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Three saponins containing a terminal glucose unit in the glycoside chain, and also containing acetyl groups, were detected as minor compounds. Minoritary saponins derived from oleanolic acid, with the most common sugar chain seen in the hederagenin saponins (ara-rha-ara or ara-rha-xyl) were detected, also containing up to two acetyl groups (Figure 4B). These saponins were not yet described for Sapindus plants. Identification of acyclic sesquiterpene oligoglycoside (ASOG). Although the ASOGs shown in Table 2 (a1 to a9) have been described for S. mukurossi,7 S. delavayi8 and S. trifoliatus, 7,22 there is still a lack of description of sesquiterpene glycosides for S. saponaria. In the present work the 1H NMR spectrum of the crude ASOG fraction showed that these compounds occur in S. saponaria as a complex mixture of acetates (intense singlets at 1.902.20), confirming the interpretation of the mass spectrum shown in Figure 1. This ASOG acetates fraction where subjected to alkaline hydrolysis with aqueous sodium hydroxide and produced a simplified mixture of ASOGs formed of a1 ([M-H]­ at m/z 1145) as the major compound, and other four minor sesquiterpene glycosides. Among the four minor ASOGs, a2 ([M-H]­ at m/z 999) and a3 ([M-H]­ at m/z 1131) were suggested by CID data accordingly Kasai et al.7 and Wong et al.,8 who identified these compounds in S. mukurossi and S. delavayi respectivelly. The ASOG a4 ([M-H]­ at m/z 691) was also produced by S. delavayi.8 The last minor ASOG ([M-H]­ at m/z 1161) is probably an oxidized dihydro sesquiterpene glycoside (a1+16 Da) not yet described in Sapindus, but was not completely identified in the present work. The ASOG a1 was isolated from the deacetilated fraction and studied by NMR. The data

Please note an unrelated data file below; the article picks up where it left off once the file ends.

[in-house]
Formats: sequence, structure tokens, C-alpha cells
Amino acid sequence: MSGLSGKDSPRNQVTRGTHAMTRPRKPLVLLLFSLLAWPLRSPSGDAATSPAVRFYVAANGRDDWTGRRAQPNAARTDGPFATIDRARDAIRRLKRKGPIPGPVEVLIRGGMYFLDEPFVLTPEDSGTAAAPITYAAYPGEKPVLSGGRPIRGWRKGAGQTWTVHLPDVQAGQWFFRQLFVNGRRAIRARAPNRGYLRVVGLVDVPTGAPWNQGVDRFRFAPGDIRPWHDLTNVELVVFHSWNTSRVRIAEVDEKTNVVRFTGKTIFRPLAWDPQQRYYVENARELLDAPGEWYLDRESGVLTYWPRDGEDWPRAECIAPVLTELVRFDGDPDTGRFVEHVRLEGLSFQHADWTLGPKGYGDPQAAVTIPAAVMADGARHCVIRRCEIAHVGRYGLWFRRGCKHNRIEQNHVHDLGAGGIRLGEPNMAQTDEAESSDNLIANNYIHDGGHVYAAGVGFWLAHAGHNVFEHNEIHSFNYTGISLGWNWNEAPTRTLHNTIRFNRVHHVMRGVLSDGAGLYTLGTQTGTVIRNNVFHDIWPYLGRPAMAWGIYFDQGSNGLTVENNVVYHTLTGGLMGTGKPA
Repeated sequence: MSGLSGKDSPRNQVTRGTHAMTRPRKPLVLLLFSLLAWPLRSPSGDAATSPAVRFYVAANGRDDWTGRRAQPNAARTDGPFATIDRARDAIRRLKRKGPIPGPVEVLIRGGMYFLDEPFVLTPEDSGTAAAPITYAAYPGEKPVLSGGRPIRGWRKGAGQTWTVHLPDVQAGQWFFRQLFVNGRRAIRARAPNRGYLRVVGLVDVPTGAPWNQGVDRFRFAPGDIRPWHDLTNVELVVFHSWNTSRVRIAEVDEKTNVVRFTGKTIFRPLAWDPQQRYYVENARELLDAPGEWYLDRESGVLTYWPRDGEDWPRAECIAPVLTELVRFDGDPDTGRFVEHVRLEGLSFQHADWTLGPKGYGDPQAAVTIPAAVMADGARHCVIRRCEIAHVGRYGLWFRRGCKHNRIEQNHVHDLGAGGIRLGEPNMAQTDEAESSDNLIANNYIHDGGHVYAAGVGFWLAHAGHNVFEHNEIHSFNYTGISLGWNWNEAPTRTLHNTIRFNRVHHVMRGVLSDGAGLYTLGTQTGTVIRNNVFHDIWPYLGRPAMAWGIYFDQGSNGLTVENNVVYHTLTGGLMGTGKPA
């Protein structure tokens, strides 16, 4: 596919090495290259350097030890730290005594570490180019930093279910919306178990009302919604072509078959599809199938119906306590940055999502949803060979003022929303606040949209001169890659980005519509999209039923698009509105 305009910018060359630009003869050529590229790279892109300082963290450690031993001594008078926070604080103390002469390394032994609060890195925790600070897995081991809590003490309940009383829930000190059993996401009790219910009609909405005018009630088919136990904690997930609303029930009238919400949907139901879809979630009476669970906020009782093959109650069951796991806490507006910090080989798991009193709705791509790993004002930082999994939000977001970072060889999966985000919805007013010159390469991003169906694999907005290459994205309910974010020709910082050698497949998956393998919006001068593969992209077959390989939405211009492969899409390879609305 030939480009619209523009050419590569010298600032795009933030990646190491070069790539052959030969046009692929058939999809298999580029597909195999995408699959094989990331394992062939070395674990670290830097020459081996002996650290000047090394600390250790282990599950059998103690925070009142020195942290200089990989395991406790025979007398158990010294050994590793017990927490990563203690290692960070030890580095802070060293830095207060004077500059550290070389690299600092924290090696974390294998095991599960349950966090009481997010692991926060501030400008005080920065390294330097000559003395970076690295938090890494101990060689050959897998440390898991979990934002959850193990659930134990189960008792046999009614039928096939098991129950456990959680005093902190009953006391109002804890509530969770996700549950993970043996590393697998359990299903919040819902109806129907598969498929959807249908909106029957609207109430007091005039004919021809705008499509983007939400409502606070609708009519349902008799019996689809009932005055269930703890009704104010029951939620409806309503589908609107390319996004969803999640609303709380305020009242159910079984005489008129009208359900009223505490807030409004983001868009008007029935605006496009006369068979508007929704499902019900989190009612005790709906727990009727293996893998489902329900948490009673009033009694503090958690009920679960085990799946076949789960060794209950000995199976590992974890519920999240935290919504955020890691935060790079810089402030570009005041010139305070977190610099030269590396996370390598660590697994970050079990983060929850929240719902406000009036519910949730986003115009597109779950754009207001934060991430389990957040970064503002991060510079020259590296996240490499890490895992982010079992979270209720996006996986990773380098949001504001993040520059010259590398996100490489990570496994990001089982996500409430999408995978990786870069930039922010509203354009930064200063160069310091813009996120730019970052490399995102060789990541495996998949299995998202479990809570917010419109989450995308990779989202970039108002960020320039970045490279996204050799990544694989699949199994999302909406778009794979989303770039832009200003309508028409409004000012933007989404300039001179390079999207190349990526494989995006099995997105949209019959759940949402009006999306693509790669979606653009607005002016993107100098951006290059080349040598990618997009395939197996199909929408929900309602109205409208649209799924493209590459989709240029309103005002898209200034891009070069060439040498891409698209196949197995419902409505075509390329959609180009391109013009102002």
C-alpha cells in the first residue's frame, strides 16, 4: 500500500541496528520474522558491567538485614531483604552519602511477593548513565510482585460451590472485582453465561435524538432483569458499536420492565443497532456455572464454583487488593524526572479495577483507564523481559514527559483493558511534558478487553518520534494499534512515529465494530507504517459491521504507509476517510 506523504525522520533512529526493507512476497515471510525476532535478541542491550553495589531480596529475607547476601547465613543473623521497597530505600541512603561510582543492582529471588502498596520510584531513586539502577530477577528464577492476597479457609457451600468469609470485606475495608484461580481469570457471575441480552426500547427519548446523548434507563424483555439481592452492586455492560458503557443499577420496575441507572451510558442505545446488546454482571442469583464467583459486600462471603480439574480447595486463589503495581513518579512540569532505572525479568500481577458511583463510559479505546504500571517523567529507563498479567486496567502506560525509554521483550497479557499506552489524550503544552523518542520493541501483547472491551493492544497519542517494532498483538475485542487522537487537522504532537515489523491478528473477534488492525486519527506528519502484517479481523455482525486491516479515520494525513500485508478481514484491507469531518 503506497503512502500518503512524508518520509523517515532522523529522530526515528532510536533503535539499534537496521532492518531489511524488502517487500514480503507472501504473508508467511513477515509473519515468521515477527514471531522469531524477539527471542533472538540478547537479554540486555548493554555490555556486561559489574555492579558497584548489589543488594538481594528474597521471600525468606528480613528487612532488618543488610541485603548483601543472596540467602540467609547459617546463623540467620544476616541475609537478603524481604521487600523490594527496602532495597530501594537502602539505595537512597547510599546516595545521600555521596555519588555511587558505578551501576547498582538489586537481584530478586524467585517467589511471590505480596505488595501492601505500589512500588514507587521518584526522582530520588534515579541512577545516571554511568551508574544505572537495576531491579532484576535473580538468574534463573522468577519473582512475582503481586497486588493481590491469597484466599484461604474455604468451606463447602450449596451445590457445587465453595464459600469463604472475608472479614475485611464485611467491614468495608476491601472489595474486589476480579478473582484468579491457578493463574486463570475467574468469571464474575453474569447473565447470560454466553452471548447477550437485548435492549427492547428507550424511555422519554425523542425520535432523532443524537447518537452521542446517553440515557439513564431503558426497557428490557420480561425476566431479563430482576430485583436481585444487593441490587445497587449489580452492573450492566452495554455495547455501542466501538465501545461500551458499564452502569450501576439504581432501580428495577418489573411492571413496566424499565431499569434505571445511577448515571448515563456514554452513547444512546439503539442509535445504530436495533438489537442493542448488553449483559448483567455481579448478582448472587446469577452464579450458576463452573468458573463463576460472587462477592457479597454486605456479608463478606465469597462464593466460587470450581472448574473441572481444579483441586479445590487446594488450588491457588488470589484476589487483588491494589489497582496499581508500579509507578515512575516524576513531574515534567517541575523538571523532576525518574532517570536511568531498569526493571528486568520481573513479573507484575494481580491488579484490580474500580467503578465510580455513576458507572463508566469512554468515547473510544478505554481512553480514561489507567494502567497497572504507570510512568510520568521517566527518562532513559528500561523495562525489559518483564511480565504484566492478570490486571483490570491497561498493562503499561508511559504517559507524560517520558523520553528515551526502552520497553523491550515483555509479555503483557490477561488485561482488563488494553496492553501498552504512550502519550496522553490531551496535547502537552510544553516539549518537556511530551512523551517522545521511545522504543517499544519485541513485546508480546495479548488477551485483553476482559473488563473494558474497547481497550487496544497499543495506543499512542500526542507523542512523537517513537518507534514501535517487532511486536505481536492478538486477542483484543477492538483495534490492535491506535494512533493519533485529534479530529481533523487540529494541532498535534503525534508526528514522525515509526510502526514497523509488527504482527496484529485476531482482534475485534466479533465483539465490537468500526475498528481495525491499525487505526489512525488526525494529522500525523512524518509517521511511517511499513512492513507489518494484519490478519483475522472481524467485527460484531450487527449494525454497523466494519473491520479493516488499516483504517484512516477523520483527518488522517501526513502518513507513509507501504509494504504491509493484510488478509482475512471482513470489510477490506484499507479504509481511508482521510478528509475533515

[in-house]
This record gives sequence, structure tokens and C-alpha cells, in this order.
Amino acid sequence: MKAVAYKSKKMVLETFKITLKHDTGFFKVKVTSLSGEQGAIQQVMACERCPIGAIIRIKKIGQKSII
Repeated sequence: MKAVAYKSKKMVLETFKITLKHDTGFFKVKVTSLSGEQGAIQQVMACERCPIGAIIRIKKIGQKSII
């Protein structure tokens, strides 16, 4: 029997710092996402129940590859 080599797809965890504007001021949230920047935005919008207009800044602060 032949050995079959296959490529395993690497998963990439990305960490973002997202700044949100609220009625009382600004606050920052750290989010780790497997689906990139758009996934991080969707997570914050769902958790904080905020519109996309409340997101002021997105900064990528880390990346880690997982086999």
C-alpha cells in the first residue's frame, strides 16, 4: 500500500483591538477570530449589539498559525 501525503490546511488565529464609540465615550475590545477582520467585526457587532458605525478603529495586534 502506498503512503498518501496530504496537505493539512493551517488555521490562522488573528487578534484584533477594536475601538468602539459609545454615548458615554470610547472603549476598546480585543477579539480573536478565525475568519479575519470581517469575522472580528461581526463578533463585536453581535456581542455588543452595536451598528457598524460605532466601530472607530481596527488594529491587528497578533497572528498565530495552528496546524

obtained is in agreement with those published for the glycoside mukuruzioside IIb published by Kasai et al.7 The CID spectra of ASOGs produced rapid diagnose for the identity of the sugar chain and the presence of acetates (Figure 5). These spectra were interpreted according the strategies shown above (Scheme 1). For a1, the two sugar chains are identical and its CID spectrum contains few ions (Figure 5B). In this case, two rhamonse units are eliminated from [M-H]­ before glycose. This spectrum is reproduced for acetates of a1 when m/z 1145 is generated in the ion source. The analysis of the nondeacetilated ASOG fraction by LC-MS, and searching the TIC for peaks corresponding to a1 and a1 poliacetates

Figure 6. Selected ion recorded chromatograms for acetylated ASOGs obtained by electrospray ionization in the negative ion mode.

Figure 5. CID spectrum of the precursor ion at m/z 1145 [M-H]­ obtained by electrospray ionization of a1 (A) and ESI-MS of an a1 diacetate (B) showing [M-H]­ at m/z 1229. Structure of a1 is shown in Table 2.